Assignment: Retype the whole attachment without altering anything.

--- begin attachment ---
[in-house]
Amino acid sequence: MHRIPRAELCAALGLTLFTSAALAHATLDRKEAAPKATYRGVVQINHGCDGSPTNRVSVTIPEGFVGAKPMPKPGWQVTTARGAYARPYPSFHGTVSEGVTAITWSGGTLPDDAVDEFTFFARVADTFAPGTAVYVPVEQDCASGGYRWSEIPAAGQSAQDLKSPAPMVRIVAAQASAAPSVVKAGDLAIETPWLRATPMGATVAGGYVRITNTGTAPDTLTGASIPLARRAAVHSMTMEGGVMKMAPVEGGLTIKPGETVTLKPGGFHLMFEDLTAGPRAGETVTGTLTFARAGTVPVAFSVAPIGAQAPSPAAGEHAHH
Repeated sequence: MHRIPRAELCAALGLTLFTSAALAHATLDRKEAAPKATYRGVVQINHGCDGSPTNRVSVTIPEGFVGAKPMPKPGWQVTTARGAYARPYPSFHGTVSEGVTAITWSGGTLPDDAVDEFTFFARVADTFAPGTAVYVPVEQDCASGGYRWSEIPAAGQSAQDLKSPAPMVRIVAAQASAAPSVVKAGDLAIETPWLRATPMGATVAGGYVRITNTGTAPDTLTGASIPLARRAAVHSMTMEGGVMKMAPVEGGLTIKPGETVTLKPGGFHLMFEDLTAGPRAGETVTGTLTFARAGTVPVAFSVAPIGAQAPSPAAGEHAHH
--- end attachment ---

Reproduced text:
[in-house]
Amino acid sequence: MHRIPRAELCAALGLTLFTSAALAHATLDRKEAAPKATYRGVVQINHGCDGSPTNRVSVTIPEGFVGAKPMPKPGWQVTTARGAYARPYPSFHGTVSEGVTAITWSGGTLPDDAVDEFTFFARVADTFAPGTAVYVPVEQDCASGGYRWSEIPAAGQSAQDLKSPAPMVRIVAAQASAAPSVVKAGDLAIETPWLRATPMGATVAGGYVRITNTGTAPDTLTGASIPLARRAAVHSMTMEGGVMKMAPVEGGLTIKPGETVTLKPGGFHLMFEDLTAGPRAGETVTGTLTFARAGTVPVAFSVAPIGAQAPSPAAGEHAHH
Repeated sequence: MHRIPRAELCAALGLTLFTSAALAHATLDRKEAAPKATYRGVVQINHGCDGSPTNRVSVTIPEGFVGAKPMPKPGWQVTTARGAYARPYPSFHGTVSEGVTAITWSGGTLPDDAVDEFTFFARVADTFAPGTAVYVPVEQDCASGGYRWSEIPAAGQSAQDLKSPAPMVRIVAAQASAAPSVVKAGDLAIETPWLRATPMGATVAGGYVRITNTGTAPDTLTGASIPLARRAAVHSMTMEGGVMKMAPVEGGLTIKPGETVTLKPGGFHLMFEDLTAGPRAGETVTGTLTFARAGTVPVAFSVAPIGAQAPSPAAGEHAHH